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  7. @Kagayours Again, I don't know anything about genes, so I can't personally say for sure how it affects things, but thank you for your input! I like the example you used and find it insightful. As for chance, well, my mentality is more of a "hard work and persistence leads to good things rather than chance" kind of person, so while I still don't really see how chance affects people, I appreciate your input there as well. I'm always happy to see the different kinds of perspectives people have! :D
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  8. :P Well, you don't really need to know much about the science behind how genes work to at least know that some physical traits (race and sex being the two most obvious examples) are genetic. Any genetically-inherited conditions (ADHD, colorblindness, etc) are also pretty good examples of how genes alone can have quite a strong impact on one's life (even not counting the much more serious, life-threatening conditions!).

    Anyway, while I can understand where you're coming from on that, I for one strongly disagree with the idea that hard work alone can get you anywhere. To me, it seems to be rather dismissive of the many challenges that people face in life just due to their own unique circumstances. Sure, when a person who was born into poverty manages to climb their way out and reach great success -- that's a very inspirational story! But there's a reason why not everyone born into poverty manages to be such a success story. In addition, there are lots of people who were born wealthy, and, even if they slip up and lose some of their wealth, they'll still be much better off than the person who was born into poverty, and who is trying their damnedest to make their life better, but it's so difficult that saying "well if you just worked harder then you wouldn't be in poverty" just sounds like a slap in the face. It makes it sound as if all the people who are struggling in life are only struggling because they just didn't try hard enough to make a better life for themselves. It's a nice thought in theory, that hard work alone can lead to a good life -- but, unfortunately, life just doesn't offer us all an even playing field like that. Yes, hard work is important -- but some of us will have to work much harder than others to achieve the same result, just because some of us happened to be dealt a better hand than others.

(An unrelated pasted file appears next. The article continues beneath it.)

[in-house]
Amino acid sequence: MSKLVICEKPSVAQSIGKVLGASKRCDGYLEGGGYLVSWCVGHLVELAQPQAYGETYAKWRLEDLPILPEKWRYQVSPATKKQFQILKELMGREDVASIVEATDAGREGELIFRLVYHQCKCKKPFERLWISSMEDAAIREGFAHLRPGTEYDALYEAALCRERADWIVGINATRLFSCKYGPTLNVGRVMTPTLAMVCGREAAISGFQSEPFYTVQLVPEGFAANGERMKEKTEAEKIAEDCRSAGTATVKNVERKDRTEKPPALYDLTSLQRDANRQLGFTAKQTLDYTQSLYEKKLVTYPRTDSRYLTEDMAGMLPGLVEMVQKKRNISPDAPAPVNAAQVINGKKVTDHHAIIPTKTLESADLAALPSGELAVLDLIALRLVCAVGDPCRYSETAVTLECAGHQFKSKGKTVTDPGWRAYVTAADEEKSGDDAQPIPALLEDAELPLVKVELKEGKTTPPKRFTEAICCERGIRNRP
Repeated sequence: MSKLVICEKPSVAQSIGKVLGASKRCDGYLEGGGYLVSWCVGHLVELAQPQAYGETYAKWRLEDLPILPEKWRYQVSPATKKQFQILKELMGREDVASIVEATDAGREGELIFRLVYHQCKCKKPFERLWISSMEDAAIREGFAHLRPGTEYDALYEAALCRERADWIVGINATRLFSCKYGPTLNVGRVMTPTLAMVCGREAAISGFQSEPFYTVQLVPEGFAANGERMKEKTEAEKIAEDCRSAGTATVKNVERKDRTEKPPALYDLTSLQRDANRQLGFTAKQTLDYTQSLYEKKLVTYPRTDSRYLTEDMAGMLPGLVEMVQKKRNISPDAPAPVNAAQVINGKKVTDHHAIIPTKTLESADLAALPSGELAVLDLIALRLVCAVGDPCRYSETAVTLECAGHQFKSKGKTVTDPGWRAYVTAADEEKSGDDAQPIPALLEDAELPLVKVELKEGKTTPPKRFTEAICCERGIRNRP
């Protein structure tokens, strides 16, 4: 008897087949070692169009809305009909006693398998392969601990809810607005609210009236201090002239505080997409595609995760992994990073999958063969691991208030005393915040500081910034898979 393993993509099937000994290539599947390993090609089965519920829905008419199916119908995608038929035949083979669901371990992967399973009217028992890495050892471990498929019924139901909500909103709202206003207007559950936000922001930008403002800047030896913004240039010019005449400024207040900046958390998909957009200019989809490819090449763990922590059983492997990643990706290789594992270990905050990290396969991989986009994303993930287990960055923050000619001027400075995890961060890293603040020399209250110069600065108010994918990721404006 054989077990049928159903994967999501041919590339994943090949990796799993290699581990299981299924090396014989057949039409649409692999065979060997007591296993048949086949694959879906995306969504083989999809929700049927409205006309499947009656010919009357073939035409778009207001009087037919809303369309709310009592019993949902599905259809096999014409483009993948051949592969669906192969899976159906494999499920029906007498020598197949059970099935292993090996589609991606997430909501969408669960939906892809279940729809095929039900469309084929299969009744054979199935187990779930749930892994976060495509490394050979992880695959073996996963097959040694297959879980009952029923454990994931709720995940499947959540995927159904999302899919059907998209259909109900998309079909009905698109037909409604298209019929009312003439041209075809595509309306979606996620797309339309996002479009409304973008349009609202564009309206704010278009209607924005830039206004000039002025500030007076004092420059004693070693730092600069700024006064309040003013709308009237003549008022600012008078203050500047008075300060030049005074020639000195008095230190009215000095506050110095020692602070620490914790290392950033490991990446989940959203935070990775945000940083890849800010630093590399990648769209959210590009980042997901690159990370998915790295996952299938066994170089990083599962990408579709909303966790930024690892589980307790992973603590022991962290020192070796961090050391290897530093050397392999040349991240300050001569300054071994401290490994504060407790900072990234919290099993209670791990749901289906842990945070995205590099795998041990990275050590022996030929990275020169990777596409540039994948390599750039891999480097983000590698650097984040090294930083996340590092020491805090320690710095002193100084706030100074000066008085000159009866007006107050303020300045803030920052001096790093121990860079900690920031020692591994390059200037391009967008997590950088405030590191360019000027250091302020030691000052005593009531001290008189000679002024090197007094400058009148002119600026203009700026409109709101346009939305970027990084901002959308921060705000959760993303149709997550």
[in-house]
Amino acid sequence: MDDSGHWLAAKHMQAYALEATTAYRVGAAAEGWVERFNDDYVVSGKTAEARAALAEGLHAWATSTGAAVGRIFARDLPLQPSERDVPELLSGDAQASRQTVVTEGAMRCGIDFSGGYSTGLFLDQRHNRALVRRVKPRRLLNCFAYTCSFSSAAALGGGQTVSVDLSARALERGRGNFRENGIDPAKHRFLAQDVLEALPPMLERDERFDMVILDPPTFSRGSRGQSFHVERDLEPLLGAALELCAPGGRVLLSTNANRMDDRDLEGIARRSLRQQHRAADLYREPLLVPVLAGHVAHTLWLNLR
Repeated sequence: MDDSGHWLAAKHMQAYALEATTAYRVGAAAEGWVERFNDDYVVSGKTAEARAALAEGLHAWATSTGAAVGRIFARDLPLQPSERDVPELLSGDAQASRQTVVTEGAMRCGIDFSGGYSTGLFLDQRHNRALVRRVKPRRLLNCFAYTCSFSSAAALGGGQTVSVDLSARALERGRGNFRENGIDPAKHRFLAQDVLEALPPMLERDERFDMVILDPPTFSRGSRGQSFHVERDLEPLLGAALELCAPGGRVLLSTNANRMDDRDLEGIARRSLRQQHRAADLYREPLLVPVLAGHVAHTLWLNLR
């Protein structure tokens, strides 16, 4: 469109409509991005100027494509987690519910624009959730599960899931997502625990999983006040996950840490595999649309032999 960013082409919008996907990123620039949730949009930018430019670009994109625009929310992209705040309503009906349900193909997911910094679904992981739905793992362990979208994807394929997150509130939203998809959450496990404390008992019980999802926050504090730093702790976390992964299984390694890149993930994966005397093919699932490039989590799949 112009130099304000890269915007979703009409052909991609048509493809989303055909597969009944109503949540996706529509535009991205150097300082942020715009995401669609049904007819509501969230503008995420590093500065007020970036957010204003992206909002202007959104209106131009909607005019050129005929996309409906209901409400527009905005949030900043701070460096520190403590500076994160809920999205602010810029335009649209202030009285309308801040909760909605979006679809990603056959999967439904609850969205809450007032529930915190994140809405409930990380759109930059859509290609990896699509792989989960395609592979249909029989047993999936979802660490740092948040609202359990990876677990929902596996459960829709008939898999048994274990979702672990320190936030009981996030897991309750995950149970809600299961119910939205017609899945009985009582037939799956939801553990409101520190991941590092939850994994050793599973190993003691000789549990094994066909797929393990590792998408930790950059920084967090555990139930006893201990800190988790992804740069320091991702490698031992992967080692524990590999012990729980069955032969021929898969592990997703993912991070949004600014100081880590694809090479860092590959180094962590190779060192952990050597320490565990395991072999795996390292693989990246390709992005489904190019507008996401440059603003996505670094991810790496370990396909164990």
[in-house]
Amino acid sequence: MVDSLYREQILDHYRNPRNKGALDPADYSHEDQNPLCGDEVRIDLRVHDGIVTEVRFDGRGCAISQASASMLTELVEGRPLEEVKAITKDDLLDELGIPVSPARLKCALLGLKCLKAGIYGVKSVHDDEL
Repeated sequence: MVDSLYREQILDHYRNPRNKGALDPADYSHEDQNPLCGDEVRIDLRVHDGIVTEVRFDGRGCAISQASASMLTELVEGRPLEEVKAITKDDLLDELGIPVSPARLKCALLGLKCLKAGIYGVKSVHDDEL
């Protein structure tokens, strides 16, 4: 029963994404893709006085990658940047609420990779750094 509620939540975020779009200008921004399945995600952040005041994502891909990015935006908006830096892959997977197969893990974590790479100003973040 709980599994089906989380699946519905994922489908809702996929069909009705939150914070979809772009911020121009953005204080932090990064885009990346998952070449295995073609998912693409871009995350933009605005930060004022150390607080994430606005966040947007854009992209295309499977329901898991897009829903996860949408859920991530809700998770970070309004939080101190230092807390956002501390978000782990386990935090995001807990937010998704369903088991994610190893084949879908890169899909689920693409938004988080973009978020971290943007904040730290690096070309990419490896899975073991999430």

I mean this with no offense to you, by the way. Those are just my thoughts on the subject.
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  9. @circe And anyone else who's interested -- I think this comic illustrates my perspective on this rather well.
  10. Hey, I'm not trying to say everything is earned through hard work and I apologize if it sounds that way. I know how difficult it can be (my Mom is in poverty), and I think the misunderstanding here is that I personally see poverty as a circumstance/culture kind of deal, rather than sheer luck/chance.
  11. Ahhh, I see. I think of "circumstance" as being an element of luck, which I guess was where the disconnect was -- and why I didn't agree that chance should be left out. XD (Edit: Come to think of it, genetics can play into circumstance, too... O.o)
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  12. It makes a good baseline. But unless if it falls under circumstances, it's missing wealth.
    And there's probably other smaller elements that would work too, so good baseline, but not the full picture.
    A disclaimer that it's a baseline only.
    Completely depends on the cards you're dealt.